We all have a self-concept, and generally our self-concept has little to do with who we actually are. To be great as an actor means you have to confront yourself, you have to know every part of yourself. If you look at a character in a script and you say, "That's not me," if there's a part of yourself you don't see, right away you are judging the character. Most of us think of ourselves as deep people who have profound conversations. So imagine that you look at a scene in the script where the character is gossiping and you think, "What a superficial human being. This person is a gossip." You've labeled the character and already judged. I like to challenge my students, "Okay, you don't see yourself as having that level of conversation? Ever watch the Oscars?" And of course every hand goes up. "Ever watch the pre-show? Ever have a discussion about what people are wearing?" Yes! Part of the fun of the award ceremony is watching the red carpet before and after, doing our own best and worst dressed lists. Everyone has done that, but they don't incorporate that into their self-concept. They don't think of themselves as a lightweight personality, and again, that's another way of judging the character—thinking only of yourselves as deep. We are all capable of gossip. That's why it is such a dead-end acting question when people ask themselves, "What would I do?" and they answer quite easily, "I would never do this." The operative question for actors is not "what would I do?" but rather "what would make me do this? What would make me do what the character is doing?"
When we pick up a script, our job is to justify, not judge. Let's talk about some performances I think are absolutely great where the actor or actress did not fall into that trap. I look at Forest Whitaker in The Last King of Scotland, playing Idi Amin. He justified that character. He played a human being who has needs and is trying to do what he thinks is right, and therefore, he is looking at everyone else as if they are the problem. That made that performance great, even more frightening because you see a human being there. That is your job. Look at Helen Mirren in The Queen. What was so great about that? You could define that character as a woman who doesn't feel, which would be a terrible mistake. Instead, she played a human being who longs to feel. This is a very important thing when you're playing royalty. Performers will crash and burn if the actor is posing and playing an idea of what they think is a monarch—as opposed to a human being who is in this circumstance, in this situation who has needs, who gets up in the morning and goes to sleep at night. Judging the character happens in contemporary work and happens very often in any kind of period work. We tend to think that the time before our birth, our own birth was weird. You must see that this was a human being who lived, who wrote letters, who had friends, who had been betrayed, who had loved, who has had their heart broken. If you can realize that this person had to perform the basic tasks of living, eating and drinking, getting dressed and undressed, washing (at least occasionally), how can you play an image or an idea? You will see the human being like you, with the same wants, the same needs, the same desires. Throughout history, human beings have lived, loved, lost. The emotions have been the same.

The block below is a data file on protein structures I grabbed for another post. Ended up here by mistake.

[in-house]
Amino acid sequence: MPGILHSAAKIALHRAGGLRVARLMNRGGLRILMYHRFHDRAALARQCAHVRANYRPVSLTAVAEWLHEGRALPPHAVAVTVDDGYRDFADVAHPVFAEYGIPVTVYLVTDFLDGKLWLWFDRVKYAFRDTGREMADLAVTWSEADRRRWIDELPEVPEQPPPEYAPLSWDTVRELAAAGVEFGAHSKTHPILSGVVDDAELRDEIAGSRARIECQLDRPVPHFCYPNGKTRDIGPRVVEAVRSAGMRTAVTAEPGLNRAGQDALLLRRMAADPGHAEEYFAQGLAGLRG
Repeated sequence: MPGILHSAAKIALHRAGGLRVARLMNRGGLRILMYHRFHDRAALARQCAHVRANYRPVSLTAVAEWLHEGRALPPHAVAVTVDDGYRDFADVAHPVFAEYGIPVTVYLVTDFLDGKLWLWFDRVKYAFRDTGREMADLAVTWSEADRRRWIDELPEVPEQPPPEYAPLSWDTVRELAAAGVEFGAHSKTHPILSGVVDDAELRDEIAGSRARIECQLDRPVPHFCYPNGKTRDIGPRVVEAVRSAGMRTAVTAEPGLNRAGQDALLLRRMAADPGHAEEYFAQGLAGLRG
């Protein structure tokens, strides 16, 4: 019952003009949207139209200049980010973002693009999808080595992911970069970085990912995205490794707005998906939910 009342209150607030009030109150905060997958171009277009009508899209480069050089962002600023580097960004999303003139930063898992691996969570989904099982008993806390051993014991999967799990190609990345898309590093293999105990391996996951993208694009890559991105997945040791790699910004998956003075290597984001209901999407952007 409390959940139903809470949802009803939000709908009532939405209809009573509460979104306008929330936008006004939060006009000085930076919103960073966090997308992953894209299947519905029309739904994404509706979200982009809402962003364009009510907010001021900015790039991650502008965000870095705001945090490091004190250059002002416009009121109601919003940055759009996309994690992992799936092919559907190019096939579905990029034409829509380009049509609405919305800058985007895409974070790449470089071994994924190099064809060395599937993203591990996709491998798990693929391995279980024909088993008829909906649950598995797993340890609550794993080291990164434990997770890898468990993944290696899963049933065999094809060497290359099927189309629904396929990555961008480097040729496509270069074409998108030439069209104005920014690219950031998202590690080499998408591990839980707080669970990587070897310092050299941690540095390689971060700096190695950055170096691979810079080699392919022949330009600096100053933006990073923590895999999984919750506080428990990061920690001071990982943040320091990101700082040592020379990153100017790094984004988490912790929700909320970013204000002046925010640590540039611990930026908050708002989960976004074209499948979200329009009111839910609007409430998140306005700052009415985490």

Howard Fine has been teaching acting for more than 25 years. He headed the Acting Department at the American Musical & Dramatic Academy in New York City, then founded the Howard Fine Acting Studio in Los Angeles. Additional excerpts from his new book, "Fine on Acting: A Vision of the Craft" (Havenhurst Books), have been published at BackStage.com over the last few week.